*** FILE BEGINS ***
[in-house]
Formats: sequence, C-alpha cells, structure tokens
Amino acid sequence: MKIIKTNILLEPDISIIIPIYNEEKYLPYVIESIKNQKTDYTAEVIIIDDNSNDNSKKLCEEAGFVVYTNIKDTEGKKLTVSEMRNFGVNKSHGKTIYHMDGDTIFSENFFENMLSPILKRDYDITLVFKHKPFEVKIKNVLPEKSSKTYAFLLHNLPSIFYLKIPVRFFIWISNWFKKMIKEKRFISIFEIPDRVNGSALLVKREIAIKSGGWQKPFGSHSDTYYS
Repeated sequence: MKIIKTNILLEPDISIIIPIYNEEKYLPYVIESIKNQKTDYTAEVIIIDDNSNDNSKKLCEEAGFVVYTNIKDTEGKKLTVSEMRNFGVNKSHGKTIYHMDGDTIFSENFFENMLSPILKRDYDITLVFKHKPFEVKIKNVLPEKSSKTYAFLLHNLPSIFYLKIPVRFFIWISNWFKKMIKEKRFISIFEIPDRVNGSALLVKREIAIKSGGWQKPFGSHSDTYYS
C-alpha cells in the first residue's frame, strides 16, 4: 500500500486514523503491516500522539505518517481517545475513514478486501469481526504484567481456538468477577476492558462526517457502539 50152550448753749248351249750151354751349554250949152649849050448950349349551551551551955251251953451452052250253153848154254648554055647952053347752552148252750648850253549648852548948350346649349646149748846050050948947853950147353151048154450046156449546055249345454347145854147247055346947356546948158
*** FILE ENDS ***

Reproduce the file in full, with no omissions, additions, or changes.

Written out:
[in-house]
Formats: sequence, C-alpha cells, structure tokens
Amino acid sequence: MKIIKTNILLEPDISIIIPIYNEEKYLPYVIESIKNQKTDYTAEVIIIDDNSNDNSKKLCEEAGFVVYTNIKDTEGKKLTVSEMRNFGVNKSHGKTIYHMDGDTIFSENFFENMLSPILKRDYDITLVFKHKPFEVKIKNVLPEKSSKTYAFLLHNLPSIFYLKIPVRFFIWISNWFKKMIKEKRFISIFEIPDRVNGSALLVKREIAIKSGGWQKPFGSHSDTYYS
Repeated sequence: MKIIKTNILLEPDISIIIPIYNEEKYLPYVIESIKNQKTDYTAEVIIIDDNSNDNSKKLCEEAGFVVYTNIKDTEGKKLTVSEMRNFGVNKSHGKTIYHMDGDTIFSENFFENMLSPILKRDYDITLVFKHKPFEVKIKNVLPEKSSKTYAFLLHNLPSIFYLKIPVRFFIWISNWFKKMIKEKRFISIFEIPDRVNGSALLVKREIAIKSGGWQKPFGSHSDTYYS
C-alpha cells in the first residue's frame, strides 16, 4: 500500500486514523503491516500522539505518517481517545475513514478486501469481526504484567481456538468477577476492558462526517457502539 50152550448753749248351249750151354751349554250949152649849050448950349349551551551551955251251953451452052250253153848154254648554055647952053347752552148252750648850253549648852548948350346649349646149748846050050948947853950147353151048154450046156449546055249345454347145854147247055346947356546948158